Many physicians have written about their own experiences of illness. Here's my  story.

In the fall of 2015 my left big toe itched. I didn't pay much attention until it began to hurt and develop redness. My primary care physician (PCP) was on a medical leave for a serious medical problem, so I saw another physician in his practice group. By that time I had red blotches on my foot as well. The physician had two hypotheses:

   (1) It might be an early stage of "vasculitis" (inflammation of the blood vessels). She did some blood tests, all of which were normal, and referred me to a rheumatologist (a specialist in autoimmune and musculoskeletal conditions).
   (2) It might be a circulatory problem, and she referred me to a vascular surgeon.

The  rheumatologist did a thorough evaluation with many blood tests. Except for two minor abnormalities, all were normal. He concluded that I did not have a systemic illness.

The vascular surgeon also did a thorough evaluation and a CT scan to visualize blood flow to my legs and feet, which showed adequate circulation with no visible blockage.
Lesson # 1: The specialists were excellent, but when they didn't find a problem within their purview, I was left with a "what now?" question. Given the absence of my long term PCP I decided to be my own case manager. I believed more than ever in the importance of primary care as the key hub of the health care system.
The pain was better during the summer. Perhaps the warmer weather explained it. Whatever the explanation, I enjoyed the summer.

In the fall of 2016 the areas of red discoloration spread onto my left ankle and lower leg. Happily, my PCP returned to practice from his long term medical leave.
Lesson # 2: Apart from all of the valuable things PCPs do, at least for me, and I would guess for many others as well, there is a powerful placebo effect from having a solid relationship with a clinician one trusts for skill, knowledge, and a genuinely caring attitude.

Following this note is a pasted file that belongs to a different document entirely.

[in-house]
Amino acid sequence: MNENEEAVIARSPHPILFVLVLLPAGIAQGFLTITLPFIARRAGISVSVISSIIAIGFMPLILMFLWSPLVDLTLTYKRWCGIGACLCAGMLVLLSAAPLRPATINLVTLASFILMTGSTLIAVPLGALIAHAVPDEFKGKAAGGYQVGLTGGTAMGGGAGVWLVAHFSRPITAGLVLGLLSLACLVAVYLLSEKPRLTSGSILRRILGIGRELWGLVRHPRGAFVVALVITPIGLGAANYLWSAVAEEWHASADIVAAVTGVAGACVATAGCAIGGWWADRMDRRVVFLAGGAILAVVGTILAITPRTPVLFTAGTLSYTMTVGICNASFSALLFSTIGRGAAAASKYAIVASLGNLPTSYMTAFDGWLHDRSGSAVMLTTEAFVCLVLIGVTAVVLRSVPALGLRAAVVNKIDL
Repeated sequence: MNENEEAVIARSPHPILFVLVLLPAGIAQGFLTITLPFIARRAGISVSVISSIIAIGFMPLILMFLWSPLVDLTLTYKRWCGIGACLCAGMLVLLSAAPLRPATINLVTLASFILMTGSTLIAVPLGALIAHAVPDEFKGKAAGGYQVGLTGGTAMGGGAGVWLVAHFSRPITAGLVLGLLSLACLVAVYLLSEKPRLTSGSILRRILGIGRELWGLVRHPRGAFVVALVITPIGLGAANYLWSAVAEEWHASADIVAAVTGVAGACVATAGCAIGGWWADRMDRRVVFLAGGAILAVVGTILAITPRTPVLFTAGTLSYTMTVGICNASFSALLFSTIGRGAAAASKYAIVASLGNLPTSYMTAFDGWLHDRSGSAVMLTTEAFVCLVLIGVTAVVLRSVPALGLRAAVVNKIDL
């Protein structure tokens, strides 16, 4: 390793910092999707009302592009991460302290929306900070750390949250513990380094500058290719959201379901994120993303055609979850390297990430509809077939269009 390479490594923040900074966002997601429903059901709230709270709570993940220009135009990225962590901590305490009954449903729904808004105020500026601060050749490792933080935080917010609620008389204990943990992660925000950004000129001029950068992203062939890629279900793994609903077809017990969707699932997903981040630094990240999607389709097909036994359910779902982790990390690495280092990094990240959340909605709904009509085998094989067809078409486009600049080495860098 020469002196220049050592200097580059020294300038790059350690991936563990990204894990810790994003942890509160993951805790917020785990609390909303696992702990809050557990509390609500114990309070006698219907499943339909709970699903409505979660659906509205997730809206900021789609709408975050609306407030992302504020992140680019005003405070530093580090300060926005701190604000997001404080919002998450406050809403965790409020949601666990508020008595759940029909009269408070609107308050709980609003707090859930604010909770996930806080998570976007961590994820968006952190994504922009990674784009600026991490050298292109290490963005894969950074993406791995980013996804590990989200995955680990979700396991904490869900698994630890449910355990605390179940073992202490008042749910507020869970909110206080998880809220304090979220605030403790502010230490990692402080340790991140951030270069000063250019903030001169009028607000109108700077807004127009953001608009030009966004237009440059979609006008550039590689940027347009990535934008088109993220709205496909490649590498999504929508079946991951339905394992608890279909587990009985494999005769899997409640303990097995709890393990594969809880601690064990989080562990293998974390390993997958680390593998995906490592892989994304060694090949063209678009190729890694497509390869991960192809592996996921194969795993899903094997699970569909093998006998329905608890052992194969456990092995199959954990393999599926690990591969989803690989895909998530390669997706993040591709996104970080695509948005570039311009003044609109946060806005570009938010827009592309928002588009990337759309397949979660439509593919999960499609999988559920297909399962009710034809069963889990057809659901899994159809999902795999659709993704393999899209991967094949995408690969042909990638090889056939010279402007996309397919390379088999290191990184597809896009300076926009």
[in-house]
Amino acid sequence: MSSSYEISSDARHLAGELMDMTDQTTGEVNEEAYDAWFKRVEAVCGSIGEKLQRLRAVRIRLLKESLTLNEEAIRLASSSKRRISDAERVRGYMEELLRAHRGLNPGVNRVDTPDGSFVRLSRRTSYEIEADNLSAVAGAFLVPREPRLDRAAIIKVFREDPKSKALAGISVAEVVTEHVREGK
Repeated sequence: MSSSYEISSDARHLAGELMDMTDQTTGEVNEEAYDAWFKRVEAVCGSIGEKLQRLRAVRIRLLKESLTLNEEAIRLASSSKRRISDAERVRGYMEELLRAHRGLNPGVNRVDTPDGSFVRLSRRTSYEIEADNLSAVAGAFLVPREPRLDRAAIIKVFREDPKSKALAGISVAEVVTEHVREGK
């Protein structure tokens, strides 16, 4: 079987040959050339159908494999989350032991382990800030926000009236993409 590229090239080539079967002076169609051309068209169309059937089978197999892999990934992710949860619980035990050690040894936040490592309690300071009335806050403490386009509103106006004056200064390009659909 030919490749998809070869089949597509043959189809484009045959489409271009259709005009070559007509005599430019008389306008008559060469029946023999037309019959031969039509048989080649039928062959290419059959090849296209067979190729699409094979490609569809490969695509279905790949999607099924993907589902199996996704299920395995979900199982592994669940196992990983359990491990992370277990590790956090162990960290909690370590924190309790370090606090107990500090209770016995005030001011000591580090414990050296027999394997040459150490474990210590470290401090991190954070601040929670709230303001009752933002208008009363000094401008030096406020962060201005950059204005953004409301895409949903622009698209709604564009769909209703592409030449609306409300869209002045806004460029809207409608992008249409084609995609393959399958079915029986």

On examining me and hearing my history, my PCP said - "This is really weird. I have no idea what's going on. I think we should involve a dermatologist." A couple of weeks later I saw a dermatologist who suggested a few possibilities and did a biopsy. The biopsy came back "non-specific" - i.e., it didn't tell us anything. She thought we should get a second opinion.

It took several weeks for this to be arranged. The very knowledgeable consultant I saw put forward some additional possibilities and recommended repeat biopsies. These showed (a) tiny clots in the small blood vessels and (b) no signs of an inflammatory/autoimmune process.

This told us what was happening, but not why it was happening.
Lesson # 3: Humility is a virtue. My PCP acknowledged having no idea of what was going on, but did have an idea of what to do next. The first dermatologist suggested getting a further consult within her own specialty. Their non-arrogance paid off!
On the basis of seeing blood vessel clots, the second dermatologist suggested that I  see a hematologist, who put together (a) the presence of clots and (b) the fact that in the previous month I had a mild elevation of my platelets (blood cells involved with clotting) that was (c) a bit higher on repeat measure. Before our appointment she had me do further blood tests. We'd been colleagues in the past and she sent me the following email:

"I had you do some special blood tests beforehand and, indeed, you have a JAK2 mutation which is present in people with Polycythemia Vera and Essential Thrombocythemia.  This likely explains your elevated platelet count. I will be suggesting starting Hydroxyurea pills – very easy and well tolerated, to bring down the platelets and hopefully prevent more problems in the future."